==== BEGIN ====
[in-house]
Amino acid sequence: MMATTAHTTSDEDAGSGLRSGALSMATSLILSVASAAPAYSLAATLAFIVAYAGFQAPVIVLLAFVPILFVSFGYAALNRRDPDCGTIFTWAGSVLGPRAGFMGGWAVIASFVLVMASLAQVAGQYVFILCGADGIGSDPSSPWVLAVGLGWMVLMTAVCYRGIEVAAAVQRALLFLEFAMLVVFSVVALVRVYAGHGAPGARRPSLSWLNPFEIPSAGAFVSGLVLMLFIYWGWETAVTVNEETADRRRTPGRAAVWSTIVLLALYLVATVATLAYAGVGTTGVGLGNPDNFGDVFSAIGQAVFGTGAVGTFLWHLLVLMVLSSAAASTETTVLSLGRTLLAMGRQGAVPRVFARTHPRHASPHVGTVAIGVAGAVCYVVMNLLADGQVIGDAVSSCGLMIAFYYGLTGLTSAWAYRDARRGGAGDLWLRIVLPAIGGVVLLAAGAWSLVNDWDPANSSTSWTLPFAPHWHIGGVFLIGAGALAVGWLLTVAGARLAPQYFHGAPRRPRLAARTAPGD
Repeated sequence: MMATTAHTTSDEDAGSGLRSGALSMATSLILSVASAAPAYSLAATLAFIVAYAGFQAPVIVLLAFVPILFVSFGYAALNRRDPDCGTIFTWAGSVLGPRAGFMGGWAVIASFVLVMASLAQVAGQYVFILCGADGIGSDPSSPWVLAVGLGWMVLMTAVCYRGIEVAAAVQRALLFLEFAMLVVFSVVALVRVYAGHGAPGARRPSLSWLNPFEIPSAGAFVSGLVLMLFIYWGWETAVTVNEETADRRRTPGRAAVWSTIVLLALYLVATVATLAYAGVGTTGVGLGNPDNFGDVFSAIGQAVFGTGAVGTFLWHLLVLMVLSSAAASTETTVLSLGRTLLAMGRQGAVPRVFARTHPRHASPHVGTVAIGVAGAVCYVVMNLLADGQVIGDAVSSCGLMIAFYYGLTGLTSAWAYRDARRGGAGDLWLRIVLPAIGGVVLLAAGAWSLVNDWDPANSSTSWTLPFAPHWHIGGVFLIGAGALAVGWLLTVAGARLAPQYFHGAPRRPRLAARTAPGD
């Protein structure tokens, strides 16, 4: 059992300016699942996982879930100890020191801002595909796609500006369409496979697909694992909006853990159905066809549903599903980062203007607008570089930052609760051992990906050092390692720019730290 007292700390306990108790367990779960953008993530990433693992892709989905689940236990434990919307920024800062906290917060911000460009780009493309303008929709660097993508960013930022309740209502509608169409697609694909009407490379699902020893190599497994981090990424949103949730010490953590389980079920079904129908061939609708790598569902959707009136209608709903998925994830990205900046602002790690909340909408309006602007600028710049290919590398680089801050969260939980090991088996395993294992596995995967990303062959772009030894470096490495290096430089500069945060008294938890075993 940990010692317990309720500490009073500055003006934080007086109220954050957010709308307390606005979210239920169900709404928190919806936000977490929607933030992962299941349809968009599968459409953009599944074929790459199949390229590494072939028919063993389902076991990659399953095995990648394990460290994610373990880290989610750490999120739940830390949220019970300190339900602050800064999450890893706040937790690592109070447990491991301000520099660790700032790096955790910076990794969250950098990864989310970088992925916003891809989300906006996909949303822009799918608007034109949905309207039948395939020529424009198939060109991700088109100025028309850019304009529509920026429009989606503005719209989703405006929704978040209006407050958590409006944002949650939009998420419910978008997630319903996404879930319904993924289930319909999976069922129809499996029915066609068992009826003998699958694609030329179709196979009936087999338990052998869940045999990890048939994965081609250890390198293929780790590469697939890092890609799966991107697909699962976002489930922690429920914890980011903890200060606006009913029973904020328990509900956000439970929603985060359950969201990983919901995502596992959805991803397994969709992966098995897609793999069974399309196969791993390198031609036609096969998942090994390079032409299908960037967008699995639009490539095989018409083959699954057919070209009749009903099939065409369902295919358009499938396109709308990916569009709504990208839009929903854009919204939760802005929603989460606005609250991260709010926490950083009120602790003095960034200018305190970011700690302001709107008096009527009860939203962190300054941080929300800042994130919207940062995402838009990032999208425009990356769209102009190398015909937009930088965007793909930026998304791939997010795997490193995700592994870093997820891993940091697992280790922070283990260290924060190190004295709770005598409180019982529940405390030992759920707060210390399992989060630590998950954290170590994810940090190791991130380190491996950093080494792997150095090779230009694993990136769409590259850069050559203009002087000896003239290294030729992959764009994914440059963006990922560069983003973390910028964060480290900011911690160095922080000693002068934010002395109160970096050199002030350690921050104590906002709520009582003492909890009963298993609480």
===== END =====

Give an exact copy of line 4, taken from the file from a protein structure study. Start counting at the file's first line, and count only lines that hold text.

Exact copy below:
């Protein structure tokens, strides 16, 4: 059992300016699942996982879930100890020191801002595909796609500006369409496979697909694992909006853990159905066809549903599903980062203007607008570089930052609760051992990906050092390692720019730290 007292700390306990108790367990779960953008993530990433693992892709989905689940236990434990919307920024800062906290917060911000460009780009493309303008929709660097993508960013930022309740209502509608169409697609694909009407490379699902020893190599497994981090990424949103949730010490953590389980079920079904129908061939609708790598569902959707009136209608709903998925994830990205900046602002790690909340909408309006602007600028710049290919590398680089801050969260939980090991088996395993294992596995995967990303062959772009030894470096490495290096430089500069945060008294938890075993 940990010692317990309720500490009073500055003006934080007086109220954050957010709308307390606005979210239920169900709404928190919806936000977490929607933030992962299941349809968009599968459409953009599944074929790459199949390229590494072939028919063993389902076991990659399953095995990648394990460290994610373990880290989610750490999120739940830390949220019970300190339900602050800064999450890893706040937790690592109070447990491991301000520099660790700032790096955790910076990794969250950098990864989310970088992925916003891809989300906006996909949303822009799918608007034109949905309207039948395939020529424009198939060109991700088109100025028309850019304009529509920026429009989606503005719209989703405006929704978040209006407050958590409006944002949650939009998420419910978008997630319903996404879930319904993924289930319909999976069922129809499996029915066609068992009826003998699958694609030329179709196979009936087999338990052998869940045999990890048939994965081609250890390198293929780790590469697939890092890609799966991107697909699962976002489930922690429920914890980011903890200060606006009913029973904020328990509900956000439970929603985060359950969201990983919901995502596992959805991803397994969709992966098995897609793999069974399309196969791993390198031609036609096969998942090994390079032409299908960037967008699995639009490539095989018409083959699954057919070209009749009903099939065409369902295919358009499938396109709308990916569009709504990208839009929903854009919204939760802005929603989460606005609250991260709010926490950083009120602790003095960034200018305190970011700690302001709107008096009527009860939203962190300054941080929300800042994130919207940062995402838009990032999208425009990356769209102009190398015909937009930088965007793909930026998304791939997010795997490193995700592994870093997820891993940091697992280790922070283990260290924060190190004295709770005598409180019982529940405390030992759920707060210390399992989060630590998950954290170590994810940090190791991130380190491996950093080494792997150095090779230009694993990136769409590259850069050559203009002087000896003239290294030729992959764009994914440059963006990922560069983003973390910028964060480290900011911690160095922080000693002068934010002395109160970096050199002030350690921050104590906002709520009582003492909890009963298993609480």